Retail Price Index | June 2023
Supply surge continues electric price contraction, but growing price parity sparks strong demand
According to the latest data from the Auto Trader Retail Price Index, which is based on circa 800,000 daily pricing observations across the whole retail market, second-hand car prices are accelerating at their fastest rate in eight months. With an average retail value of £17,756, June marks a year-on-year (YoY) price growth of 3.2% on a like-for-like basis, and the 39th consecutive month of YoY growth. Over that period, the average retail price of a used car has increased circa £3,9001
Although retail prices in June softened slightly on a month-on-month (MoM) basis, decreasing -0.3% on May2, this is near to seasonal norms, with prices falling as much as -0.9% over the same period in 2019.
The strength and stability in second-hand retail values is continuing to be driven by the imbalance in market dynamics. Indeed, used car supply, which has been affected since the start of the pandemic and the subsequent shortfall in new car production, was down -4.1% YoY in June, whilst consumer demand was up 2.3%3. As well as helping to fuel price growth, this imbalance is supporting a profitable used car market, with Auto Trader’s Market Health4 metric recording a 6.7% YoY increase last month.
The used car market has enjoyed a strong first half of the year, with the rise in retail values doing little to dampen consumer demand, which has been reflected in the very strong levels of engagement we’ve seen on our marketplace over recent months. Although the current health of the economy does add a degree of uncertainty for the months ahead, based on what we’re currently tracking across the market, our outlook for the rest of 2023 remains an optimistic one.”
Data & Insight DirectorCONNECT
Price parity edges closer as EV values continue contraction
Looking at the pricing data at a more granular level, June marked another month of contraction for electric vehicles (EVs), with the average retail value (£31,430) falling -19.1% YoY. It’s the sixth consecutive month of YoY decline, with average EV prices falling circa £5,000 since January (£36,179) and nearly £9,500 since their peak in July 2022 (£40,728).
The price contraction represents what is still a maturing market entering a new phase; finance and leasing terms of brand-new electric cars bought three-four years ago have ended, which has, as expected, resulted in a very strong increase in supply over recent months. Whilst consumer demand for second-hand EVs has been robust, up 6% YoY in June, it’s been unable to keep pace with the sharp increase in availability – supply growth was up 174% YoY last month. It’s this imbalance that’s caused prices to contract over recent months, as opposed to any loss in consumer appetite.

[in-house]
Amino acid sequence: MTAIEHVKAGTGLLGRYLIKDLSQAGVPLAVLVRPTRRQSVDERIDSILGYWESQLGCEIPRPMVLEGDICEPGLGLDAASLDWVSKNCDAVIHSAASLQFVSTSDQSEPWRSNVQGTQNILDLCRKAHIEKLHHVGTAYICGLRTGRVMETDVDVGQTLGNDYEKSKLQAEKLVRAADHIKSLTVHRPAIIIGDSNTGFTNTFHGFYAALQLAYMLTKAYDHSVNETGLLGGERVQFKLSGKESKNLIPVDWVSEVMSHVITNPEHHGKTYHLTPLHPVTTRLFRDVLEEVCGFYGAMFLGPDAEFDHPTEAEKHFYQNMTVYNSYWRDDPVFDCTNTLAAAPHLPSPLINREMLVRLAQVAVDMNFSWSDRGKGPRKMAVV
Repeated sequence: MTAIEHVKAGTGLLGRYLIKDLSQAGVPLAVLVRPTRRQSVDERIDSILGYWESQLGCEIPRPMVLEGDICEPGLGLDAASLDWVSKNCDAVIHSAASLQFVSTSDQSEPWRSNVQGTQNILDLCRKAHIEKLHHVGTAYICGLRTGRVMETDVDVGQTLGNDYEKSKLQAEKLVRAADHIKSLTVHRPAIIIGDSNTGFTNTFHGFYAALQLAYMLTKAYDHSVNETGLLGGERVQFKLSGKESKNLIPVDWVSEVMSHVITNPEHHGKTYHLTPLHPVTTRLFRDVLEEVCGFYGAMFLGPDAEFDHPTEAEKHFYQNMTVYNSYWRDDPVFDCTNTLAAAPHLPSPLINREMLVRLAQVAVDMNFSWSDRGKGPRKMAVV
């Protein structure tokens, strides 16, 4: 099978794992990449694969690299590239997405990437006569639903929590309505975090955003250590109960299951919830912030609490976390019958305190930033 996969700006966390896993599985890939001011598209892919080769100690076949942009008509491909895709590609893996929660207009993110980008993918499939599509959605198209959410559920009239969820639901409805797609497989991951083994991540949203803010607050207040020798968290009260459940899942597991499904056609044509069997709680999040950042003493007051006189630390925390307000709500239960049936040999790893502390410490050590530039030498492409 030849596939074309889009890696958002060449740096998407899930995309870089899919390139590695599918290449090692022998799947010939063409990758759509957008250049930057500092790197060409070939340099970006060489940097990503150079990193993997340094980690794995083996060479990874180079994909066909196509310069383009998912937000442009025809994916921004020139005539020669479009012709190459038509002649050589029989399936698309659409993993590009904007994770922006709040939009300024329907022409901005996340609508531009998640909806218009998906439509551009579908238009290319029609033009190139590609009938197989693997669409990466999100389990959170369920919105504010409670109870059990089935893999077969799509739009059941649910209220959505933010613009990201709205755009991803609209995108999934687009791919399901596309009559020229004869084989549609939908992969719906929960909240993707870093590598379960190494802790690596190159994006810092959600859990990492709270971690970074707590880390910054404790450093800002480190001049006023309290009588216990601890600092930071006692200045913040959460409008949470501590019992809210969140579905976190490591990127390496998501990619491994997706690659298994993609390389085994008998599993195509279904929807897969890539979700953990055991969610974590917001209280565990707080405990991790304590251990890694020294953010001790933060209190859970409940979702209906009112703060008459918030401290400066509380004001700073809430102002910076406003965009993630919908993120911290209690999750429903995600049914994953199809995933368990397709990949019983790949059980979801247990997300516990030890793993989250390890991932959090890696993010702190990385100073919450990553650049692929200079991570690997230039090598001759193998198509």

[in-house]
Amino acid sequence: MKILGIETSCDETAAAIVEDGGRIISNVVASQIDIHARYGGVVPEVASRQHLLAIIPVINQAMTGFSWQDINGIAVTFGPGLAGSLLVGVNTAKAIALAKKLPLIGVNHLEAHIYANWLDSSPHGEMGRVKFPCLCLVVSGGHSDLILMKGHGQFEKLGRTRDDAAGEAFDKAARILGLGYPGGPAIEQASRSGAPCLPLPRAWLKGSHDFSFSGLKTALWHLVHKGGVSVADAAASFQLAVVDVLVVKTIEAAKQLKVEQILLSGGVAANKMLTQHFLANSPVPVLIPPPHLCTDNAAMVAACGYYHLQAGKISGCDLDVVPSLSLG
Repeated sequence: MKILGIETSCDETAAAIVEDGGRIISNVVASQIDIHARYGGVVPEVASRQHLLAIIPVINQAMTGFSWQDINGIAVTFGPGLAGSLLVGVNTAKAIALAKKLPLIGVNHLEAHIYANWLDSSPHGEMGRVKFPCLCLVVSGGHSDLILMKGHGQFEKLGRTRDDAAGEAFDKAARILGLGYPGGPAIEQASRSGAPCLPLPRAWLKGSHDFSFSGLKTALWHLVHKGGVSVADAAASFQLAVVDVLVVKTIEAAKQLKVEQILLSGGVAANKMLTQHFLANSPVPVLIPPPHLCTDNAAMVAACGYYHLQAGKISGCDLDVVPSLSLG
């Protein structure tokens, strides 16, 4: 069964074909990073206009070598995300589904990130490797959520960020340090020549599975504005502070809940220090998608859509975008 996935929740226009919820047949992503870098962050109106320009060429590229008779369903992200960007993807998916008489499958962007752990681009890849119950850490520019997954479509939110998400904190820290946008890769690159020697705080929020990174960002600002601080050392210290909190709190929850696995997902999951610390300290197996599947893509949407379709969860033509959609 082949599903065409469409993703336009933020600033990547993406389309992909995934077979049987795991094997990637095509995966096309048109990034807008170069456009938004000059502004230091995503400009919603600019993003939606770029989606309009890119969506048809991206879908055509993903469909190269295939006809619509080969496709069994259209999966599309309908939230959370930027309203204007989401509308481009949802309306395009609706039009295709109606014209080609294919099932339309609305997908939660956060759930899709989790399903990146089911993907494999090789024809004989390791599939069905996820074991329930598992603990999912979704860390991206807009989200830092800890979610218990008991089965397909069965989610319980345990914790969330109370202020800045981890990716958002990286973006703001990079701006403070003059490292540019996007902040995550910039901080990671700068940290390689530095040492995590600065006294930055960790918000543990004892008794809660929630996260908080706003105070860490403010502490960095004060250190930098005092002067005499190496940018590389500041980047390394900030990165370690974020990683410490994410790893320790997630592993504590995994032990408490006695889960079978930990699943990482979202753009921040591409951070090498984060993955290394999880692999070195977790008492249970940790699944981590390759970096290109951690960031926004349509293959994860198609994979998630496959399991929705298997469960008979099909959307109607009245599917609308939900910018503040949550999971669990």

The supply growth levels are softening however – June was the lowest level in nine months and down significantly on the 303% increase recorded in January. As such despite June marking the highest rate of YoY price contraction recorded by the Index, there are strong signs of used EV values beginning to stabilise, with June also seeing the lowest level of MoM price contraction (-0.9%) since August last year.
The drop in average EV prices is rapidly closing the upfront price gap between many electric models and their ICE counterparts, and in some cases, has already made them cheaper. For example, a three-year-old electric Jaguar I-PACE was £600 cheaper than a traditionally fuelled F-PACE in April, but in June the gap grew to nearly £2,0005. Following the price realignments made by Tesla, the average price of a used 3-year-old Model 3 (£30,700) is now only £3,200 more expensive than a BMW 3 Series of the same age – down from £3,600 in April, and a whopping £22,000 in August. The result has been a positive one, with used Tesla cars selling faster than any other in the market, taking an average of just 19 days.
More broadly, EVs are taking longer to sell than any other fuel-type, however the average number of days it takes for them to leave forecourts is falling steadily as they become ever more affordable, dropping from 42 days in May, to 38 days in June. Both petrol and diesel cars remained flat over the same period at 27 days.
Walker added: “Although EV values are still contracting, it’s important to put it into the right context. The electric market is still an immature one, and what we’re seeing is a natural and expected correction in the wake of a massive influx of stock over recent months. It may be some time before the market reaches a complete equilibrium, but we are seeing clear signs of prices stabilising and some very attractive savings for car buyers. It means that for retailers who are able to follow the data, and source the right electric stock for their forecourt, there’s some very strong profit potential out there.”
Top 10 used car price growth (all fuel types) | June 2023 vs June 2022 like-for-like
Top 10 used car price contraction (all fuel types) | June 2023 vs June 2022 like-for-like
1. Average price of a used car in April 2020 £13,864
2. May 2023 £17,815
3. Supply and demand based on stock levels on Auto Trader and on-site consumer behaviour.
4. The Market Health metric shows the ratio of supply vs demand compared to the previous year.
5. 3-year-old Jaguar F-Pace £35,989 vs 3-year-old Jaguar I-PACE £33,995
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